Bob Willis Trophy Central Group, Worcestershire v Somerset, Worcester, September 6 – 9 2020
First play second in the final round of the central group of the Bob Willis Trophy with a place within Somerset’s grasp after their resounding win over Gloucestershire last time out.
One thing for certain is that Somerset will see at least one change with Jamie Overton, sadly, having departed for the Oval. On the positive side Lewis Gregory, Dom Bess and Jack Leach are all available so Somerset have a plethora of high-quality bowling options even though both Leach and Gregory are very short of red-ball match fitness. We are all hoping that the ECB, who now have Craig Overton under their wing, and have dictated that he is omitted from the last two T20s, will be available to lead the attack.
Enticingly there is also the prospect that Babar Azam may be available for this game, something Somerset have remained tight-lipped on in the last week but, given the fact he played at Edgbaston in the County Championship last year (the game that was shoe-horned in the middle of the Blast) it would be a surprise if Babar and Somerset were not trying to make it happen.
They are a funny old side Worcestershire. Last season they were very impressive in the RLODC, should have won finals day in the T20 and were woeful in the Championship, finishing bottom but one in division 2. This season they haven’t been able to pick up a T20 win in their first five games, but are right in contention in the Central Group of the Bob Willis Trophy.
Unbeaten in their first four games they find themselves six points behind Somerset and would have gone into this game leading the group but for a result of an over-cautious declaration against Glamorgan at New Road. The Welshmen were seven down at the close still over 200 adrift. That draw was the meat in the sandwich of wins over Gloucestershire (by 7 wickets) and Northants (by 78 runs) before a rain affected draw at home to Warwickshire.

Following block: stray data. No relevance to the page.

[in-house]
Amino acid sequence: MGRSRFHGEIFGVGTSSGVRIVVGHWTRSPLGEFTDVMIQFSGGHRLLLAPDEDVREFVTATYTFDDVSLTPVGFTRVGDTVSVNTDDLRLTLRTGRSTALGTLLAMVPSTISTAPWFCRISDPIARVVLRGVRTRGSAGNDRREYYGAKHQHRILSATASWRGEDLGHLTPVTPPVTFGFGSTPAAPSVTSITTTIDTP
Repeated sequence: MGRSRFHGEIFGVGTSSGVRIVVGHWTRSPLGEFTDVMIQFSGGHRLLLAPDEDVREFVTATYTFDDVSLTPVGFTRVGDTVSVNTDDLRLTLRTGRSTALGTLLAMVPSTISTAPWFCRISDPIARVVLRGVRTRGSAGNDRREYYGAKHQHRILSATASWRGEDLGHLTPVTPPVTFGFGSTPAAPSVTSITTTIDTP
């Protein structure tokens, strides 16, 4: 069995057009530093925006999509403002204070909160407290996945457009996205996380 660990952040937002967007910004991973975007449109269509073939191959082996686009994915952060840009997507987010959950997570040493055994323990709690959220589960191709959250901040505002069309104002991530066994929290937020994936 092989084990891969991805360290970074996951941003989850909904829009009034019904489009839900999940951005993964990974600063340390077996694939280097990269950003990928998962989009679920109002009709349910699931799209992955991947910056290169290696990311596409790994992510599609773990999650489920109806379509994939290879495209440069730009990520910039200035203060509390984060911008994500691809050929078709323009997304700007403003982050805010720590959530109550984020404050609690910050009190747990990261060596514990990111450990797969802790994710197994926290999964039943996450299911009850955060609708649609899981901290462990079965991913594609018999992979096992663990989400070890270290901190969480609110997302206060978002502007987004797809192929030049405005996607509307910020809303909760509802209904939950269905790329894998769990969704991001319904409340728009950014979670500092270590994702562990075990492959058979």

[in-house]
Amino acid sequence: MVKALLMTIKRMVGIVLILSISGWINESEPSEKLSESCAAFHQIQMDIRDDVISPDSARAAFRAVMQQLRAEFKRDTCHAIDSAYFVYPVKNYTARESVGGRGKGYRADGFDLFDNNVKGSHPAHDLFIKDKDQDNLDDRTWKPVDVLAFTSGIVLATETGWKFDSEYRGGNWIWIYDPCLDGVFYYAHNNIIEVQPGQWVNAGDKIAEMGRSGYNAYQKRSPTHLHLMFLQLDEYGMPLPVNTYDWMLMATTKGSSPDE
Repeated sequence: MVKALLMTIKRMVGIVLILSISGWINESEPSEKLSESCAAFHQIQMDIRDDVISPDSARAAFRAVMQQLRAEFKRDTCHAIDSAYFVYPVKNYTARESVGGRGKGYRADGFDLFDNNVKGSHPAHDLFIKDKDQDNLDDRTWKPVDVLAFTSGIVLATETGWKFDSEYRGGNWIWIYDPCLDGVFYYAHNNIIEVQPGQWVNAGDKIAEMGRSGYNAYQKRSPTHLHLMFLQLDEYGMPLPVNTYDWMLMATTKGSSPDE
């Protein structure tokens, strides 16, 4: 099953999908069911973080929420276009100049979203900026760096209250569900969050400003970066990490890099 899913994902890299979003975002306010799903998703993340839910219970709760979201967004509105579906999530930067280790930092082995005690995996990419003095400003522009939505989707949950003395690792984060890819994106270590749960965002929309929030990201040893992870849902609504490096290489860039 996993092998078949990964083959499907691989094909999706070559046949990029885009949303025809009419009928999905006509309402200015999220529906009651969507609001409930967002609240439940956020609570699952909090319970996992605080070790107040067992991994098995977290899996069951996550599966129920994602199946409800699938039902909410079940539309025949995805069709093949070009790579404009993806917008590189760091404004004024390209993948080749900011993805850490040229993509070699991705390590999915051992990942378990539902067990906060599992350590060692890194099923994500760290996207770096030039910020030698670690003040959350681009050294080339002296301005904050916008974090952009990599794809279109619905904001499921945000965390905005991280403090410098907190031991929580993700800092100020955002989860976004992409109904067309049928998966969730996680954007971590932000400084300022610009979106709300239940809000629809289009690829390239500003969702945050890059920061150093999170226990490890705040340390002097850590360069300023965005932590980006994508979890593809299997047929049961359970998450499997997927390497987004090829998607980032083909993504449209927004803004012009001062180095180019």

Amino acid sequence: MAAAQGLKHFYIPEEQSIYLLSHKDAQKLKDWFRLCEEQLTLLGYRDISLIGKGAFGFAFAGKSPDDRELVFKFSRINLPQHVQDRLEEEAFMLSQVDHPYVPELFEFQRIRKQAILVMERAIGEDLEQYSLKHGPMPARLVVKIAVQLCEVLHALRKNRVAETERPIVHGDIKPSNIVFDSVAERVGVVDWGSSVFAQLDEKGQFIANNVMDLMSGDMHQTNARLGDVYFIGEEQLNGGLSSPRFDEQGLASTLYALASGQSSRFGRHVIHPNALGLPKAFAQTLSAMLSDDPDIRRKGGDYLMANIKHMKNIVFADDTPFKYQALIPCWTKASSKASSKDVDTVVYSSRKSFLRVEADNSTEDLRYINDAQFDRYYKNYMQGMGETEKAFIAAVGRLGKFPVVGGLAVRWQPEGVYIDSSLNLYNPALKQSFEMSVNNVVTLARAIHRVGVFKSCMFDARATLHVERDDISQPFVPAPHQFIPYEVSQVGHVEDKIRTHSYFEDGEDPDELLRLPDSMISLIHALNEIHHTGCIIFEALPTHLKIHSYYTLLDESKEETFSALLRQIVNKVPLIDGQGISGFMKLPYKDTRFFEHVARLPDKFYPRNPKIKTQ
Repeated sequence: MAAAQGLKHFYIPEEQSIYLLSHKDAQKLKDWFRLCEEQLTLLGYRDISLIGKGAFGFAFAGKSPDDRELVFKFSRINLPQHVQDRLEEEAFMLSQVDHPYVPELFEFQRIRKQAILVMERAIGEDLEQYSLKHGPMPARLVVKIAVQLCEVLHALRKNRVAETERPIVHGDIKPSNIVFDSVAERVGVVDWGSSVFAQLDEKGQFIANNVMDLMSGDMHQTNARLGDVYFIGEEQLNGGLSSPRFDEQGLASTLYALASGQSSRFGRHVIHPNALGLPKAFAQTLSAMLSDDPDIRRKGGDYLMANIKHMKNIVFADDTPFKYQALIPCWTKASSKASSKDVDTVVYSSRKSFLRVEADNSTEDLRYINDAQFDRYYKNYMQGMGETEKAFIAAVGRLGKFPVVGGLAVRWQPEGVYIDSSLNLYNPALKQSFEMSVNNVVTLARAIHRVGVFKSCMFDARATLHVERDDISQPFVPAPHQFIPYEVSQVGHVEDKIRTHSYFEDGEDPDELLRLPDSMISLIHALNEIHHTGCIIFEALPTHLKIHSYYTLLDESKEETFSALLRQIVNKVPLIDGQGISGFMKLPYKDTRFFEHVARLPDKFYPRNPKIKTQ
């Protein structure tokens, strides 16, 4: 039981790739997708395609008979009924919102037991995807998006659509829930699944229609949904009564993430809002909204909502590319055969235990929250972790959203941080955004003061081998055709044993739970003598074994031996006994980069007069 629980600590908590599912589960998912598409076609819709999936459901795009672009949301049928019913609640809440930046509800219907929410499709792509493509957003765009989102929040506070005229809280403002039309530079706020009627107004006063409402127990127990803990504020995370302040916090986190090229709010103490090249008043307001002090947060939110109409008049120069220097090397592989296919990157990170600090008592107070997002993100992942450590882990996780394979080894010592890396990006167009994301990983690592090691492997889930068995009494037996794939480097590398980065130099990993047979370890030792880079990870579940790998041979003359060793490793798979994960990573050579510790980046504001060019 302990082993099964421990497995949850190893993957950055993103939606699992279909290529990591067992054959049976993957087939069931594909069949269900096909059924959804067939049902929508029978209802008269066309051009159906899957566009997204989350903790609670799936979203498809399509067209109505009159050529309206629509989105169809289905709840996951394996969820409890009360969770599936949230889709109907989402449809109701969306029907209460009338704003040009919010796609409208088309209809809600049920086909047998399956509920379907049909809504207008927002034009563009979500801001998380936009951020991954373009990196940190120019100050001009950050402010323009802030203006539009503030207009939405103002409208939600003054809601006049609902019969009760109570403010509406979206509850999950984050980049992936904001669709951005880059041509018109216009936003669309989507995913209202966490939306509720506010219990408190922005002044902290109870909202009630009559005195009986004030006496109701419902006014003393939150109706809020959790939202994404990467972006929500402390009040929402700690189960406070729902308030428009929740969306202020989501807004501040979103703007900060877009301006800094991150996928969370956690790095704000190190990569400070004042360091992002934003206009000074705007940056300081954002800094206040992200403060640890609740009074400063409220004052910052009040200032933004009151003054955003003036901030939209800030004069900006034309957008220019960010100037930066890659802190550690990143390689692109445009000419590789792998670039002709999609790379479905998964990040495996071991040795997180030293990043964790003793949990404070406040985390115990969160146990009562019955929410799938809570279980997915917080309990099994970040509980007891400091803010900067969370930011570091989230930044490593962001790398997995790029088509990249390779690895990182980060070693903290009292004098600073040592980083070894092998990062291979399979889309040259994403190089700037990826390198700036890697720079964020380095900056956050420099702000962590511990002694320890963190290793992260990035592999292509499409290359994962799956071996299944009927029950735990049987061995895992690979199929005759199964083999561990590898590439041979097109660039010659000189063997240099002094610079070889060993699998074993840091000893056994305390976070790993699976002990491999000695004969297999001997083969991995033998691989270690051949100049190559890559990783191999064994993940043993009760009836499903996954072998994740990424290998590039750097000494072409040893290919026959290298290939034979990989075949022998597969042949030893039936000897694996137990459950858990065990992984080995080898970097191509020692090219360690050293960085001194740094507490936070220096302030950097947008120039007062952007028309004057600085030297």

The Worcestershire batting has been very consistent in the BWT this season passing over 400 in there of their first innings so far, the only exception being 219 at Wantage Road which, judging by Somerset’s experience, is probably worth 400. It will be interesting to see how they manage against Somerset’s much-vaunted seam attack and especially whether the absence of Jamie Overton’s extra pace will prove significant.
Many of you who have read this blog and my writing in another place before that will know that I am a big fan of Cornwall’s Jake Libby. He has been at the heart of most of Worcestershire’s big innings this season, clearly revelling in his move from Trent Bridge. The opening partnership with the evergreen Daryl Mitchell has been very important to Worcestershire this season, early breakthroughs are going to be even more important than ever in this game.